The Air Force doesn’t want service members logging into Foursquare or Facebook Places. Earlier this month it circulated a message saying that the use of geolocation services—which keep track where users are—”can have devastating operations security and privacy implications.” If service members check in to these sites like these with GPS-enabled phones, they could give enemy forces a way to track troop movements.
As Caroline McCarthy points out, the military has cautioned troops about the use of social media before. The Defense Department even considered banning the use of social networking sites entirely. That would be hard to do, since they are increasingly valuable communication tools. But while social networking sites like Facebook and Twitter typically require users to opt-in to geolocation services, they make also have started to put users under increasing pressure to provide their locations. The truth is that it would be easy for a someone to carelessly give away their location without intending to.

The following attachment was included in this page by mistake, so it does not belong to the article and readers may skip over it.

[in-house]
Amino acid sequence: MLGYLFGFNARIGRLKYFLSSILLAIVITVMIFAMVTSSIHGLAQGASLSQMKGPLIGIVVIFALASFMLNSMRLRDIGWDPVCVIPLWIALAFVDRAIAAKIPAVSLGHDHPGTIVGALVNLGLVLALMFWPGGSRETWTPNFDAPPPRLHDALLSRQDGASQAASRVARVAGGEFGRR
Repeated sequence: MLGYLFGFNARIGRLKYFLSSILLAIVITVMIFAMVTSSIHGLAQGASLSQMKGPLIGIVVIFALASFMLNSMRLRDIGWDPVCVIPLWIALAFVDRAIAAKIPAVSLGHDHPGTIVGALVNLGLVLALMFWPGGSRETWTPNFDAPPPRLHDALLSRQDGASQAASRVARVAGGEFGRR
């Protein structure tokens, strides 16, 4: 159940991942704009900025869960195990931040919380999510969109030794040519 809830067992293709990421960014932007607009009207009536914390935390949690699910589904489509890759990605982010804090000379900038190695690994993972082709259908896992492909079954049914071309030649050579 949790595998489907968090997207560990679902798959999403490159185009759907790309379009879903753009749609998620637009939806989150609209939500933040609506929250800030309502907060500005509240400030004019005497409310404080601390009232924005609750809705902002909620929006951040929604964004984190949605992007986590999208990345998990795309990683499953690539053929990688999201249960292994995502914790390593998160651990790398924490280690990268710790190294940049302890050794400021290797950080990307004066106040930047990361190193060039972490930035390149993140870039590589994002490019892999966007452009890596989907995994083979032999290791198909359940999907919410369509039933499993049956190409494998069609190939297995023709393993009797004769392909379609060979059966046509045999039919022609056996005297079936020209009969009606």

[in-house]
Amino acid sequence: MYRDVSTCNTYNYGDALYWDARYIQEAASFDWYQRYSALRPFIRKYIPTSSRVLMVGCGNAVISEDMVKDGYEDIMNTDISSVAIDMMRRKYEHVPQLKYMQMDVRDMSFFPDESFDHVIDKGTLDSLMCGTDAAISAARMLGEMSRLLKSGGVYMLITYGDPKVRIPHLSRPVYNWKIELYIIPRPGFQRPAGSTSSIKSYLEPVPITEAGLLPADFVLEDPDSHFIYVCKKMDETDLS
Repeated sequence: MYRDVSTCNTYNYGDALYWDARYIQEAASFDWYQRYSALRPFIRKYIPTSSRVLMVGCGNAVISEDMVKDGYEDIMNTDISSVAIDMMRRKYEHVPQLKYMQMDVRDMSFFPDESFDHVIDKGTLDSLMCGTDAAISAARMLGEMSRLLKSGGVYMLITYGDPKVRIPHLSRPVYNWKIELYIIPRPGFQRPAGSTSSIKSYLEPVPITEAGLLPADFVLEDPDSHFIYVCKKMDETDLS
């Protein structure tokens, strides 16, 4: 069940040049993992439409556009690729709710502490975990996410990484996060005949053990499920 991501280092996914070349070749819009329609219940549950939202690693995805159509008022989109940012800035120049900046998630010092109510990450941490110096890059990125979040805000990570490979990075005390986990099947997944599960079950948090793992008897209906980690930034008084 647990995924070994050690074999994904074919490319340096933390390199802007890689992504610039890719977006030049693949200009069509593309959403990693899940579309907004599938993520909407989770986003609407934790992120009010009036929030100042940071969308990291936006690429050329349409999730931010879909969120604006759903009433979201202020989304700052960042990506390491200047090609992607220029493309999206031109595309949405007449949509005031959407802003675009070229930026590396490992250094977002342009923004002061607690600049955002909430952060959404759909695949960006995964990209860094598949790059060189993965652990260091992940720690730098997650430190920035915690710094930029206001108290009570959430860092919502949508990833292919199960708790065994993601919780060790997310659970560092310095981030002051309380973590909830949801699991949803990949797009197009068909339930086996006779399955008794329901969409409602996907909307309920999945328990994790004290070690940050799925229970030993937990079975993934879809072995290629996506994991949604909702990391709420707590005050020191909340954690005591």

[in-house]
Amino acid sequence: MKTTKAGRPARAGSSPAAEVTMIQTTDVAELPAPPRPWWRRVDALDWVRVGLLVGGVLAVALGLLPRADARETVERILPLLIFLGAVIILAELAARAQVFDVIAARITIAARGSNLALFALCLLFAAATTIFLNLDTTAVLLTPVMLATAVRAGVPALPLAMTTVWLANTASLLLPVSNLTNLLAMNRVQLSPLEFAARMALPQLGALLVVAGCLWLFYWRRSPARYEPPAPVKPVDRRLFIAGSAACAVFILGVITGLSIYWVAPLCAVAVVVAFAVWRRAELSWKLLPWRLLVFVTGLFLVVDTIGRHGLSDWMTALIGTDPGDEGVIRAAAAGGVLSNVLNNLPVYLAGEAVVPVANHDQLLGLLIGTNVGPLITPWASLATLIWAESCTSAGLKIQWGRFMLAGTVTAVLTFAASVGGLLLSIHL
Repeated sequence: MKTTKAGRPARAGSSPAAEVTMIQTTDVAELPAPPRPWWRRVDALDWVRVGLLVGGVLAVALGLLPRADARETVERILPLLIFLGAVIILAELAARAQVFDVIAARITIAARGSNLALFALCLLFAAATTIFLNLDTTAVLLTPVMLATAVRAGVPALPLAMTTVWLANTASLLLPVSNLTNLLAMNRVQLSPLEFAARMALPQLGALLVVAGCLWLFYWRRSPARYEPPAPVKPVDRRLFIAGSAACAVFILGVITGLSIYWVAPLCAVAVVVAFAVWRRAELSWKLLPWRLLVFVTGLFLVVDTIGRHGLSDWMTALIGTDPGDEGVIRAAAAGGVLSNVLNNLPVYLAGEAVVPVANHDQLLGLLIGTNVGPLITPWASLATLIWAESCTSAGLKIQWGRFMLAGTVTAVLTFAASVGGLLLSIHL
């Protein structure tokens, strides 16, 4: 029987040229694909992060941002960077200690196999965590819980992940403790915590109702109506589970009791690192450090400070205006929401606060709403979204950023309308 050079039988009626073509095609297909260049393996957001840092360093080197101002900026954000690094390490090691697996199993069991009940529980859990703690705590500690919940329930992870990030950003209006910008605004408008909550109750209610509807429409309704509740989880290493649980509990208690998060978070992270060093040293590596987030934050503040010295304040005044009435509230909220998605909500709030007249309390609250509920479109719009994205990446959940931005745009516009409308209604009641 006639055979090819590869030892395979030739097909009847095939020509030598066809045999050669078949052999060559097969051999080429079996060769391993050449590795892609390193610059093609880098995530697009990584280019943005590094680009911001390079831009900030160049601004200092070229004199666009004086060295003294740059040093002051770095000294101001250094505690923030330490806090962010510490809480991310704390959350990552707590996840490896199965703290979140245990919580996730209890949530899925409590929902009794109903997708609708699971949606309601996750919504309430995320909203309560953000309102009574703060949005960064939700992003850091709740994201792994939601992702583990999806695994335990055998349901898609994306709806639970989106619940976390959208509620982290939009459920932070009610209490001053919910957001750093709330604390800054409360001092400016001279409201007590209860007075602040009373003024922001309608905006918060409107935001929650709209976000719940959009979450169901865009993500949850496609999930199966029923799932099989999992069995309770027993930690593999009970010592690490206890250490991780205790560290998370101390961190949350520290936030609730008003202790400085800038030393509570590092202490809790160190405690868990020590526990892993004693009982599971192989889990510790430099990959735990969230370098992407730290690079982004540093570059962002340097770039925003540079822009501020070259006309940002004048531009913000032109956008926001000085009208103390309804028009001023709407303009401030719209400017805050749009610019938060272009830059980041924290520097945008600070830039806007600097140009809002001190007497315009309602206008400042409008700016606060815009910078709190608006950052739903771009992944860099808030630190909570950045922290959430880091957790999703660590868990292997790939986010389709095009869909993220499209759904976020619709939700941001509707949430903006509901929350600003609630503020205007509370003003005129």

The issue is the same for military personnel as it is for civilians, although the stakes are higher. While it may seem harmless enough to tell people where we are, broadcasting that information makes it available to people who might want to exploit it. That point was made by the controversial website Please Rob Me, which reposted geolocation information from sites like Foursquare while letting users know they had just informed potential burglars they weren’t home. For military personnel, logging on to some social networking services is tantamount to saying, “Please attack me.”